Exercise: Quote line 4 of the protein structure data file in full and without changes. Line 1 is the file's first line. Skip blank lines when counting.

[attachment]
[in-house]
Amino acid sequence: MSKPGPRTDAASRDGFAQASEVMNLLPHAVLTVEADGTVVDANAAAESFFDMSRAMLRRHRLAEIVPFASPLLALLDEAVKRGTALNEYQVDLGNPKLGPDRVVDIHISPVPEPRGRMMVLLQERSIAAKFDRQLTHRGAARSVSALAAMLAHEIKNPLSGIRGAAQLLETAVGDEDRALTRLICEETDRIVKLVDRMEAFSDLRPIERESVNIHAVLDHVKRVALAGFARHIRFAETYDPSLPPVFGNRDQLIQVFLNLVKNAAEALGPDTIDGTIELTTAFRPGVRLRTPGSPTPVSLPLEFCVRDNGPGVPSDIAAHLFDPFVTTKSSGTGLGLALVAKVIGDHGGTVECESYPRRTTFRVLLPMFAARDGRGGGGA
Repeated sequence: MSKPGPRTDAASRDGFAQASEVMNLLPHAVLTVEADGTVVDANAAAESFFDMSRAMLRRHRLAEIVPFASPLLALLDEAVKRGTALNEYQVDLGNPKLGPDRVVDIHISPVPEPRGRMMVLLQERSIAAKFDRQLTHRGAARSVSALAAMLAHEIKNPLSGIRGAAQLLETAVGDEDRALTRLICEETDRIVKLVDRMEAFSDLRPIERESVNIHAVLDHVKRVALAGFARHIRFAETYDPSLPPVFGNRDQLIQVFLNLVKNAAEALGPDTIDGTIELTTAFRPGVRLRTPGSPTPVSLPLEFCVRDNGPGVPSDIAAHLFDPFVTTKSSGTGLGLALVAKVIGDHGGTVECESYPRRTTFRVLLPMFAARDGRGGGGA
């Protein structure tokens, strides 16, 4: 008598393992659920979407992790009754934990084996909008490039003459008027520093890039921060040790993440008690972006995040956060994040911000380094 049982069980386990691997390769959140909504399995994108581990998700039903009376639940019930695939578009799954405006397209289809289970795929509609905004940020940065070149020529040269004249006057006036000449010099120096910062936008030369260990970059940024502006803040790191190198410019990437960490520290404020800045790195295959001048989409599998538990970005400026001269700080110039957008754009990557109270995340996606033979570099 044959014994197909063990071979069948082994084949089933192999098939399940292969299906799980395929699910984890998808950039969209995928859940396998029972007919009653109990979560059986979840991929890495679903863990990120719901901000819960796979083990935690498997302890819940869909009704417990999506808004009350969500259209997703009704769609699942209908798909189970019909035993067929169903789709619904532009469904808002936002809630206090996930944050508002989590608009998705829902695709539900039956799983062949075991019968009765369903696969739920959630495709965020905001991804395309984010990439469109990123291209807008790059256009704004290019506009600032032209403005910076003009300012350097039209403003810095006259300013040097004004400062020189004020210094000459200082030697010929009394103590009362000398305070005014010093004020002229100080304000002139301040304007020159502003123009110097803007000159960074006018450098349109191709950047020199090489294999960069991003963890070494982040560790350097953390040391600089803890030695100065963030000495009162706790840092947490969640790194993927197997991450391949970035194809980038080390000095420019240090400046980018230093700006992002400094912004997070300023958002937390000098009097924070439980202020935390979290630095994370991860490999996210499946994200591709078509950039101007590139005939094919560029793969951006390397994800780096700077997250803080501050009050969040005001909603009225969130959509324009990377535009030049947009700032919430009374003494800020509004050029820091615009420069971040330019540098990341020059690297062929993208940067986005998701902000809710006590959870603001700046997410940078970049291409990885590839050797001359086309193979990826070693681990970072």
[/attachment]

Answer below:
């Protein structure tokens, strides 16, 4: 008598393992659920979407992790009754934990084996909008490039003459008027520093890039921060040790993440008690972006995040956060994040911000380094 049982069980386990691997390769959140909504399995994108581990998700039903009376639940019930695939578009799954405006397209289809289970795929509609905004940020940065070149020529040269004249006057006036000449010099120096910062936008030369260990970059940024502006803040790191190198410019990437960490520290404020800045790195295959001048989409599998538990970005400026001269700080110039957008754009990557109270995340996606033979570099 044959014994197909063990071979069948082994084949089933192999098939399940292969299906799980395929699910984890998808950039969209995928859940396998029972007919009653109990979560059986979840991929890495679903863990990120719901901000819960796979083990935690498997302890819940869909009704417990999506808004009350969500259209997703009704769609699942209908798909189970019909035993067929169903789709619904532009469904808002936002809630206090996930944050508002989590608009998705829902695709539900039956799983062949075991019968009765369903696969739920959630495709965020905001991804395309984010990439469109990123291209807008790059256009704004290019506009600032032209403005910076003009300012350097039209403003810095006259300013040097004004400062020189004020210094000459200082030697010929009394103590009362000398305070005014010093004020002229100080304000002139301040304007020159502003123009110097803007000159960074006018450098349109191709950047020199090489294999960069991003963890070494982040560790350097953390040391600089803890030695100065963030000495009162706790840092947490969640790194993927197997991450391949970035194809980038080390000095420019240090400046980018230093700006992002400094912004997070300023958002937390000098009097924070439980202020935390979290630095994370991860490999996210499946994200591709078509950039101007590139005939094919560029793969951006390397994800780096700077997250803080501050009050969040005001909603009225969130959509324009990377535009030049947009700032919430009374003494800020509004050029820091615009420069971040330019540098990341020059690297062929993208940067986005998701902000809710006590959870603001700046997410940078970049291409990885590839050797001359086309193979990826070693681990970072």